These parables remind us that God is love, and when God sent Jesus into this world, that love became flesh. And Jesus spent almost all of his time with people who were considered lost and rejected, over and over again reminding them and telling them that they are loved. They are worthy. That someone is calling their name.
Scripture doesn’t tell us what happened to these grumbling Pharisees and scribes, but maybe a few of them began to rethink things. Maybe that day the alternative wisdom of Jesus’ parables pierced their hardened hearts and they began to realize that they were more like those tax collectors and sinners than they first realized. Though they knew scripture and saw themselves as faithful believers, maybe they realized they were missing something.
The Apostle Paul in Romans 3:23 makes the bold claim that “all have sinned and fallen short of the glory of God.”
Paul’s profound theological statement isn’t to condemn us as awful and worthless - but remind us that we all know what it is like to be lost. We all know what it is to sin. We all know what it is to fall short. We all know what it is like, in some way, to be placed into this world’s Lost & Found box.
Paul’s statement instead affirms that all of us need Jesus.
Even the scribes and Pharisees.
Especially those who think they’ve got God figured out.
My colleague Rev. Nathan Day Wilson said it this way on Twitter recently, “If you want to be assured of being wrong, try to determine the boundaries of God’s grace.”
Our spiritual journeys should always begin and end in humility, aware of our need to be found, aware that there is so much more of God’s love available than we can imagine.
Psalm 136 says, “O, give thanks to the Lord, for God is good, and God’s mercy endures forever.”
Our invitation as a church and as people is to proclaim and join in with this divine mercy that endures the scandals and brokenness of our world and lives.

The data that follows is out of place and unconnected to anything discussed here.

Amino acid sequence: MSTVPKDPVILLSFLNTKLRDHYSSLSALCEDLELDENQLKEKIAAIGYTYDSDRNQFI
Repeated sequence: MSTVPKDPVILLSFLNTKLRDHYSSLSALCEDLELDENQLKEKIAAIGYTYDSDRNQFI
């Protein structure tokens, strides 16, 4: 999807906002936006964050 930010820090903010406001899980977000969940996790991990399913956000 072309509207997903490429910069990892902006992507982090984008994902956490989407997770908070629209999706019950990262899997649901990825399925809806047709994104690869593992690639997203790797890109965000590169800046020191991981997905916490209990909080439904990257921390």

Can we live with more humble gratitude for those we encounter, putting away our self-righteousness and seeing the image of God even in those who we think have chosen the wrong paths in life?
Can we be the kind of a church that doesn’t go looking for respectable people with good resumes and spiritual lives that are neat and tidy but delights in hanging out with all the wrong kinds of folks in hopes that God might turn their life and our lives around?
I heard a story from a pastor recently about a moment of transformation in his life. He was in college, studying to be an engineer, and things were good. He was interning for a large government contractor, making electronic components. The company was offering him a job. He would make more money than his parents ever had. But something wasn’t right - he learned, for instance, that the components he would make were going on smart bombs and that didn’t exactly sit well with his Christian values to love your neighbor. But it more than that - something was missing in his life.
One day, he was walking past campus on a street lined with bars, when a stranger called out to him, asking for help. This stranger looked like he had just blown in from out of town with a few belongings to his name, the smell of alcohol on his breath. This college kid instantly thought - oh no, he’s going to ask me for something. He’s going to scam me.
But by some compassion, the student began an exchange with this stranger who was trying to figure out how to get to a halfway house. He had just been released from prison, and he wanted to get his life back on track. The two sat and talked for a long while, sharing a little bit of their stories, opening up to each other. The longer they talked, the more comfortable they got. Finally, as the conversation began to wind down and the evening turned to night, the stranger asked this young man to pray for him. And he did, offering the best prayer he could come up with as he clasped this stranger’s hands. As they parted ways, this college kid took his last $20 in his pocket and handed it to this man to help him on his way.
The pastor realized in that moment, that he had met someone who by all accounts the world would regard as lost, someone who had done wrong and should be distrusted and kept at arm’s length - but in that exchange, the two realized how much they had in common. Two lost human beings created in the image of God, looking for help to find a way home, a way to hope, a way to wholeness.
That college kid would go on to turn down that job offer and enroll in seminary to serve a God who loves the lost.
I don’t know if you came to worship today expecting to be told that you are lost, but God is calling out over the intercom of this world and your life. “Would you come down to the front? YOU ARE LOST.”
And even more scandalous, would you join our Living God in creating a world where no one is lost, where all human beings, all colors, backgrounds, and stories, are loved and affirmed?
Will you join in the heavenly celebration when even one of God’s children finds their way home?
(posted September 15, 2019)